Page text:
YOU ARE HERE: LAT HomeCollections


Los Alamos Job Opened to Bidding

U.S. plans a competition to run the nuclear lab, which has been operated exclusively by the UC system. 'Management failures' are cited.

May 01, 2003|Rebecca Trounson and Peter Y. Hong | Times Staff Writers

Citing "systemic management failures" by the University of California, the U.S. Energy Department announced Wednesday that it will for the first time hold an open competition for the contract to run Los Alamos National Laboratory when the university's current deal expires in 2005.

But Energy Secretary Spencer Abraham said he has decided not to break UC's contract immediately, because it could cause significant disruption at the nation's premier nuclear weapons design center. Also, he said the university has taken "vigorous action" since December to correct its management and business failings.

The decision follows months of allegations and revelations of theft, fraud, security lapses and lax oversight at the New Mexico laboratory, which UC has managed -- without competition -- since the dawn of the nuclear age.

And it left some experts wondering if there were many other institutions able and willing -- whether alone or jointly -- to offer themselves as alternatives to run the sprawling lab.

For The Record
Los Angeles Times Sunday June 01, 2003 Home Edition Main News Part A Page 2 National Desk 1 inches; 59 words Type of Material: Correction
Los Alamos -- An article in Section A on May 1 about the U.S. Energy Department's decision to hold an open competition for the contract to run Los Alamos National Laboratory incorrectly reported Rep. Ellen O. Tauscher's city of residence. She is a Democrat from Walnut Creek, not Pleasanton. Tauscher's hometown was incorrectly reported in earlier stories as well.

"On the up side for a university, there is prestige and an intellectual broadening of the faculty and student body," said Charles Herzfeld, a defense consultant and former chairman of the Pentagon's nuclear weapons council. "The downside is: It is a lot of trouble with a huge amount of paperwork."

UC President Richard Atkinson, while disappointed, said in a statement Wednesday that he appreciated Abraham's decision not to sever the current contract and that he wants the university to compete for the next one.

But Atkinson, who will step down as president of the public university system this fall, said he questions whether the university should enter a competitive bidding process for the lab it has managed exclusively for the government since 1943.

"We believe, with every fiber of our institutional being, that continued UC management is in the absolute best interests of the nation's security," he said. "However, there is another question at stake -- and that is whether the university should compete. The answer to that is less clear."

He and other UC officials said that the decision ultimately will be up to the UC regents but that they are concerned about the potential costs -- estimated at millions of dollars -- and expertise needed to compete for the contract.

Atkinson was en route Wednesday to Washington, where he is scheduled to testify today at a congressional hearing on Los Alamos. He could not be reached for further comment.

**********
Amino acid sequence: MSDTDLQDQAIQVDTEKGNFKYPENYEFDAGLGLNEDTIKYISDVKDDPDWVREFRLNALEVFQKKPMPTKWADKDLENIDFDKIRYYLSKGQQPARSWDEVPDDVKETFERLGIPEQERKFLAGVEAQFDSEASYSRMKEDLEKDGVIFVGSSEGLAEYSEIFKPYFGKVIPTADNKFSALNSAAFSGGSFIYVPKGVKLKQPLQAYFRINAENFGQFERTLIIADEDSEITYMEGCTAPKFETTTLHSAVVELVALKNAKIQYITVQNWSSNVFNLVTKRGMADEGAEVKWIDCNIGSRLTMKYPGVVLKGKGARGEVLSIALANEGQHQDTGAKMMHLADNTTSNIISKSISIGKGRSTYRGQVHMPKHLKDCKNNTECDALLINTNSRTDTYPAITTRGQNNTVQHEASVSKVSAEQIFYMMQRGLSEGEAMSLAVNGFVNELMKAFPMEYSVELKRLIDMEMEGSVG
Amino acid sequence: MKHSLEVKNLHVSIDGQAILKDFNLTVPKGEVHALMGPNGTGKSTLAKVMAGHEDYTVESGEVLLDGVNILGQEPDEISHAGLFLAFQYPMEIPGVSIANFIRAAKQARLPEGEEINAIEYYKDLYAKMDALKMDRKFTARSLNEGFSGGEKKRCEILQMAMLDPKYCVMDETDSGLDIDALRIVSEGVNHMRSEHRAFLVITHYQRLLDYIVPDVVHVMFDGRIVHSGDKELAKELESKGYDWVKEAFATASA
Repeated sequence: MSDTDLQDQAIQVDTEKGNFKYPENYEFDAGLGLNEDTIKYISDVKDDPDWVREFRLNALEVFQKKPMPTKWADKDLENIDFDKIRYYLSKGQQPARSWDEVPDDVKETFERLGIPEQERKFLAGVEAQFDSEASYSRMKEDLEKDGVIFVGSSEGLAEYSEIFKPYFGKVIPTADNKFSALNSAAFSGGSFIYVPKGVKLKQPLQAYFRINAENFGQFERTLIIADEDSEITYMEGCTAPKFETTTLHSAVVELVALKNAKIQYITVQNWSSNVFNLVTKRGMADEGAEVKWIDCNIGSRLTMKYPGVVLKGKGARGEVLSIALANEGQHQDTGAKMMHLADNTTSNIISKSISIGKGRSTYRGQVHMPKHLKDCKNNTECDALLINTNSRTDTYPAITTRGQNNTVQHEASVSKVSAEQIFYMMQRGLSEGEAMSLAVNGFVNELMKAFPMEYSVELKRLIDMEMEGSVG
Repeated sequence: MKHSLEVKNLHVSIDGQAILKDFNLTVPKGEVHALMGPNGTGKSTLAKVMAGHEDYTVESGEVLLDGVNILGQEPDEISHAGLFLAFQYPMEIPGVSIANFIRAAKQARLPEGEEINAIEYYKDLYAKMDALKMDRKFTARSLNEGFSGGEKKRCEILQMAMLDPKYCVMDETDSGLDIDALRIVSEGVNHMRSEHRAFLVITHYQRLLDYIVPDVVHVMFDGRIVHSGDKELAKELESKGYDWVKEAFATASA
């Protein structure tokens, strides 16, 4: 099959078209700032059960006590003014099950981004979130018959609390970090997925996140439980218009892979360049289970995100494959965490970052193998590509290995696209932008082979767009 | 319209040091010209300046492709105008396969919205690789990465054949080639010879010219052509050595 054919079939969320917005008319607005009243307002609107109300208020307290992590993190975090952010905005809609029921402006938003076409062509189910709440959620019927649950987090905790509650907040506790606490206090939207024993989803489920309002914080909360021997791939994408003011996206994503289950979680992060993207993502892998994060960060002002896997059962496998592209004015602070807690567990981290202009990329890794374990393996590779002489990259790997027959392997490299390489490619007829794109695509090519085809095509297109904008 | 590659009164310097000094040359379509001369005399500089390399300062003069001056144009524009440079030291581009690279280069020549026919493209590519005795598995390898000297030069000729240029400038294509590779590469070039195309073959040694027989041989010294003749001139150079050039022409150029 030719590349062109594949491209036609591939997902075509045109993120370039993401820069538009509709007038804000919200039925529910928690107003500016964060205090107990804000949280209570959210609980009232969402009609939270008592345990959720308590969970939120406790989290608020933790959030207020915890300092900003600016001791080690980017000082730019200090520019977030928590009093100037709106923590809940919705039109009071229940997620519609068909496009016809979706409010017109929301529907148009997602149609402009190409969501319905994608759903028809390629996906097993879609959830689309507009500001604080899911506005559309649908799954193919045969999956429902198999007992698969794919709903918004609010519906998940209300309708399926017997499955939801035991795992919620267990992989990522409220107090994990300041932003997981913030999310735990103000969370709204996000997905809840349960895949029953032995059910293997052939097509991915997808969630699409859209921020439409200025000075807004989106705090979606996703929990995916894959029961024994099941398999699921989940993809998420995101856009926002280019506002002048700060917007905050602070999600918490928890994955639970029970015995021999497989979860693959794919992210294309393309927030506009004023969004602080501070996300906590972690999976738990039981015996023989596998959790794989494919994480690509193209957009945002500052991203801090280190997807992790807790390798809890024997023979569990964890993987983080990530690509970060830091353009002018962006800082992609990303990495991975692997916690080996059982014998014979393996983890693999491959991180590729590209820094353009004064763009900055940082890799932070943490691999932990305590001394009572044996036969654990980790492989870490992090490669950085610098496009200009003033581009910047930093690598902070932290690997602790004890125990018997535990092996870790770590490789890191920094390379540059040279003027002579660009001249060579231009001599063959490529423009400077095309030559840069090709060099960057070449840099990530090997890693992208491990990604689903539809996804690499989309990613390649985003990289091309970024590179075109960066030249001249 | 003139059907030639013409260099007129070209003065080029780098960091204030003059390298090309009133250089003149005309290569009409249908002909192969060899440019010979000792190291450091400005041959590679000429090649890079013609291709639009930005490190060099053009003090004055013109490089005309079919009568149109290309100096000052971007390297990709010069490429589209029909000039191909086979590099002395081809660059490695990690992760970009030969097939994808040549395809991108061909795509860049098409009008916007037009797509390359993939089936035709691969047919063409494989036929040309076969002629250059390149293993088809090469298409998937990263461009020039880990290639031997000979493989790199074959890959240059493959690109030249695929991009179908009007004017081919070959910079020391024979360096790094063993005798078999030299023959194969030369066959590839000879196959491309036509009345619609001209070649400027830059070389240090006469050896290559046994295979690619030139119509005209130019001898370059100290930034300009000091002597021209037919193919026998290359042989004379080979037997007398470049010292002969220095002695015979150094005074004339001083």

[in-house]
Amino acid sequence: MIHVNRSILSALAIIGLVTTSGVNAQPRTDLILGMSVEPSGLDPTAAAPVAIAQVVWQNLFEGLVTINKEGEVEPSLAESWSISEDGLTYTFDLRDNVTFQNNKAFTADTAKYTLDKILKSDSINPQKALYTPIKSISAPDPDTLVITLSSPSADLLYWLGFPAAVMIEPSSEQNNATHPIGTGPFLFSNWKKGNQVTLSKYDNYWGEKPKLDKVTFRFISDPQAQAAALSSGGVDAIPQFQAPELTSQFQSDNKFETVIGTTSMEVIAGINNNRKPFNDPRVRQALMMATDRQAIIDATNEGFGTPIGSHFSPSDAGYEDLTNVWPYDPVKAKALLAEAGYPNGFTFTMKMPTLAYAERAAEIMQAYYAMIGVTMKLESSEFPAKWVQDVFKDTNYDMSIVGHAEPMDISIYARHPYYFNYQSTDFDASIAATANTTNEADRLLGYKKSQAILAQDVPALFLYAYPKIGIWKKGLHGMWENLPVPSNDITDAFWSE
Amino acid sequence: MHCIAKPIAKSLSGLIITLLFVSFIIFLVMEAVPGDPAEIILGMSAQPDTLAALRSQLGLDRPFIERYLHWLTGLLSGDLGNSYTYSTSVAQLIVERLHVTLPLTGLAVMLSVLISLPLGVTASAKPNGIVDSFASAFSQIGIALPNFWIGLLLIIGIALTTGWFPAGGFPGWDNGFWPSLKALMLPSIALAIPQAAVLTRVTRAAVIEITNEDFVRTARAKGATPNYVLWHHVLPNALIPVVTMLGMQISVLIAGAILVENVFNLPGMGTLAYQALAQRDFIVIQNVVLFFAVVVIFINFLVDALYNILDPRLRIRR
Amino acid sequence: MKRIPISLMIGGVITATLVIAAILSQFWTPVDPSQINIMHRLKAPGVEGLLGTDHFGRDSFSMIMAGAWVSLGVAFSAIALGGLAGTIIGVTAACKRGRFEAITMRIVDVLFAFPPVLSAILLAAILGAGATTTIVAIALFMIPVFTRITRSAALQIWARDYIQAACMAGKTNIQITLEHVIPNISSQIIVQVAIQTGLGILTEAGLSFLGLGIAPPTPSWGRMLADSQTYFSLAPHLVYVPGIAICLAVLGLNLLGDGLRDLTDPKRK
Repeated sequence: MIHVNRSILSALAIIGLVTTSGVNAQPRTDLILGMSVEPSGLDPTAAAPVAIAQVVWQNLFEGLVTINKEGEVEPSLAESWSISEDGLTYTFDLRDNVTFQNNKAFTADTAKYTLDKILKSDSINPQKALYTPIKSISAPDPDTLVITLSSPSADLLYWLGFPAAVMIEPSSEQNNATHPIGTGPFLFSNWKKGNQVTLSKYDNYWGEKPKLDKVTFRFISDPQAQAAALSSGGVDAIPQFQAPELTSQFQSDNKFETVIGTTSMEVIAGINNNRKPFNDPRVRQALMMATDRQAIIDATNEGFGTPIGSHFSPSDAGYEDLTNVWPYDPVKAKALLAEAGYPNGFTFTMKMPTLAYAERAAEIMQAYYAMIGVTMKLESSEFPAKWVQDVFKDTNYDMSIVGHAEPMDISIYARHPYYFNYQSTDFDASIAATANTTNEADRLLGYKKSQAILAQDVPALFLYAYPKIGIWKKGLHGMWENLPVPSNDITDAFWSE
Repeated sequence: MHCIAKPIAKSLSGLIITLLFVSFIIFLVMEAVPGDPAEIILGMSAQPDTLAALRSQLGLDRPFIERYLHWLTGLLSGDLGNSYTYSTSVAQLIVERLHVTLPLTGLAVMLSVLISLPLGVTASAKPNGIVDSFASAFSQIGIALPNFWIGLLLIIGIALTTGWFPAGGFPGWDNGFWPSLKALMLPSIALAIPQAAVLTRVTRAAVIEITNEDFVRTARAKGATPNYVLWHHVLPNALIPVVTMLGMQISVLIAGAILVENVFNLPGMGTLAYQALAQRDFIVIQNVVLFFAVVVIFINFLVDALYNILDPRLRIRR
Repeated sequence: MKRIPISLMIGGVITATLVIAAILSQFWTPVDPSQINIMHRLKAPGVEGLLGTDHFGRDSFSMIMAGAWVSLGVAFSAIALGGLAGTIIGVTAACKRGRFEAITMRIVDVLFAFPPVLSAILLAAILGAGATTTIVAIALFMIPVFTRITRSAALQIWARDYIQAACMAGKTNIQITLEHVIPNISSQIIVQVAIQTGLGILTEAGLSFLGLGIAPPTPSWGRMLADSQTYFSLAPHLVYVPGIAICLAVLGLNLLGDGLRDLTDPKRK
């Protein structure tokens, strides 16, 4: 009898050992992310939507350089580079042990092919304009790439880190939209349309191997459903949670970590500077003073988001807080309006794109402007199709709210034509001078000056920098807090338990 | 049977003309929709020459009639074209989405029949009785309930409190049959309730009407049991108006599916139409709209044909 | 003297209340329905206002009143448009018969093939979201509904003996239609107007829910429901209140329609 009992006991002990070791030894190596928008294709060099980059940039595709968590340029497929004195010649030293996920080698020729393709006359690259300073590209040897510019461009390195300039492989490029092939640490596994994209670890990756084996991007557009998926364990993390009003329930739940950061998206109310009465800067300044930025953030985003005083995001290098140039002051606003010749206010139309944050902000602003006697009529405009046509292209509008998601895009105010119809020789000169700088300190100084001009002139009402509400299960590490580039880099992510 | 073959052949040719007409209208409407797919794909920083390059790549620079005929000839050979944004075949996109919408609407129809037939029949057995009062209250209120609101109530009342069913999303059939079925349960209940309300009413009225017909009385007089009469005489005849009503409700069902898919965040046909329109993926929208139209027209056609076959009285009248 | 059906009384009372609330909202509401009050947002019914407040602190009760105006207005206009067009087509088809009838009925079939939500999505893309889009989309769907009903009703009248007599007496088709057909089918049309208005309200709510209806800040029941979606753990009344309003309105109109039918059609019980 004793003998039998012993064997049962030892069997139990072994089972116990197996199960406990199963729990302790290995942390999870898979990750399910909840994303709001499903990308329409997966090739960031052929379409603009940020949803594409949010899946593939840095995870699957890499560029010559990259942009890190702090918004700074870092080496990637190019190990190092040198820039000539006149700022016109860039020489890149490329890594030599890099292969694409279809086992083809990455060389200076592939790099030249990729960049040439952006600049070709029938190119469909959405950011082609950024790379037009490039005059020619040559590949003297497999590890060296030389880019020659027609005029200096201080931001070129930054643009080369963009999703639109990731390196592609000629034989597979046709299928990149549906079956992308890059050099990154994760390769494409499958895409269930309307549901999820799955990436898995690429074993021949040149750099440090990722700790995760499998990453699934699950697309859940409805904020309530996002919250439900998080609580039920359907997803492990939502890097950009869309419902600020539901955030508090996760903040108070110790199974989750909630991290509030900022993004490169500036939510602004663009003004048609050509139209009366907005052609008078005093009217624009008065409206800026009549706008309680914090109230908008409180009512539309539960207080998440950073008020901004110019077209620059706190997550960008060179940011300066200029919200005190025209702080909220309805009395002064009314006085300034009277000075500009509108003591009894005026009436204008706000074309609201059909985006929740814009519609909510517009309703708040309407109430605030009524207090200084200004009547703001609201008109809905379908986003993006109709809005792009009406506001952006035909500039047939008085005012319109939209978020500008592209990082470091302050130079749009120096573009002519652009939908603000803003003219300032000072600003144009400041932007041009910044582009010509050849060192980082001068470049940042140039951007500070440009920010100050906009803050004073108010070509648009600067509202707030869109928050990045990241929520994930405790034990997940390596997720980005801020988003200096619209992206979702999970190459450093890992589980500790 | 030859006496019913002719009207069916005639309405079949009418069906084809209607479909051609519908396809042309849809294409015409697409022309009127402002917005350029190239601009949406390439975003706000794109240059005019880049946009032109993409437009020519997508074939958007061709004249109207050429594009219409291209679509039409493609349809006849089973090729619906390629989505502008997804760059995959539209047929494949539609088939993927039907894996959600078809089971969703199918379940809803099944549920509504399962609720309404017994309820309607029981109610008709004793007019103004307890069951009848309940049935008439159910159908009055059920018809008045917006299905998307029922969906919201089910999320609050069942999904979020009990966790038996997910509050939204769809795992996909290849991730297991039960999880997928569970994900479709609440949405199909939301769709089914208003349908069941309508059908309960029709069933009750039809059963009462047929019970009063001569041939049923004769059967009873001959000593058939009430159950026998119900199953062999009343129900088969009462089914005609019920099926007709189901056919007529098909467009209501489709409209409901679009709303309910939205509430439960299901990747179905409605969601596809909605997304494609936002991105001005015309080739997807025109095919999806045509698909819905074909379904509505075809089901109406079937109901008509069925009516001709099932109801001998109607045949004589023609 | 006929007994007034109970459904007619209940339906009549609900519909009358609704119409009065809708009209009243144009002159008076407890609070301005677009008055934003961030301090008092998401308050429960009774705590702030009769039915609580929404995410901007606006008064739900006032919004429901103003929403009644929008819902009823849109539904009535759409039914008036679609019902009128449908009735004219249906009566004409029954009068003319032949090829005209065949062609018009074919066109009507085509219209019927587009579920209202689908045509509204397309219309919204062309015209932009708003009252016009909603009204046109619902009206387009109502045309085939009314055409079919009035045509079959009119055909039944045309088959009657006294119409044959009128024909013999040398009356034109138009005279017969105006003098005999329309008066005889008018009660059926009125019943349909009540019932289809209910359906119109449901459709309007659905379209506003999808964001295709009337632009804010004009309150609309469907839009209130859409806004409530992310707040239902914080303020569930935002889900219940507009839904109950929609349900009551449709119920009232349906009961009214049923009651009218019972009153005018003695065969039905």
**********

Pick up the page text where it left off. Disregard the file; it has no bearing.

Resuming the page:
Abraham's decision follows a series of embarrassing revelations about lax business practices, credit card abuse and equipment theft at Los Alamos. The problems flared into public view last fall after two investigators, Glenn Walp and Steven Doran, who had been hired by the lab to look into the allegations, were fired and went public with claims that the dismissals were part of a cover-up.

Since then, in one report after another, Los Alamos and the university have been criticized for an employee purchasing scheme resulting in theft of $300,000, a failure to account for $1.3-million worth of equipment, from computers to a forklift, and the mishandling of plutonium, among other issues.

The lab's reputation had been sullied earlier by other lapses, including the indictment in 1999 of scientist Wen Ho Lee on a security violation and the mysterious disappearance the next year of two classified computer hard drives. The drives later turned up behind a copy machine. Lee, who was accused of leaking nuclear secrets to China, pleaded guilty to a count of mishandling nuclear data.

But the report also said that the National Nuclear Security Administration, which oversees the lab for the Energy Department, bore some responsibility.

"There is no question that we should have detected these problems, the systemic issues, sooner," a senior department official said Wednesday, on condition of anonymity. "Clearly, we need to improve."

Rep. Ellen O. Tauscher (D-Pleasanton) agreed, citing an Energy Department report in December that gave UC excellent marks for running the laboratory at the same time the agency was launching investigations. "Obviously, there was an atmosphere at the Department of Energy and [National Nuclear Security Administration] that was incompetent and that did not protect the interests of the American people," Tauscher said Wednesday.

Abraham's decision was welcomed by Walp and Doran, the former security officers whose charges of wrongdoing helped trigger the investigation. The men, who have been rehired by the university, said they were proud of their role. "I commend the secretary on his courage in making this decision, and I'm just elated," Walp said.

Leaders of the congressional panels probing the lab's problems also expressed satisfaction.

Los Angeles Times Articles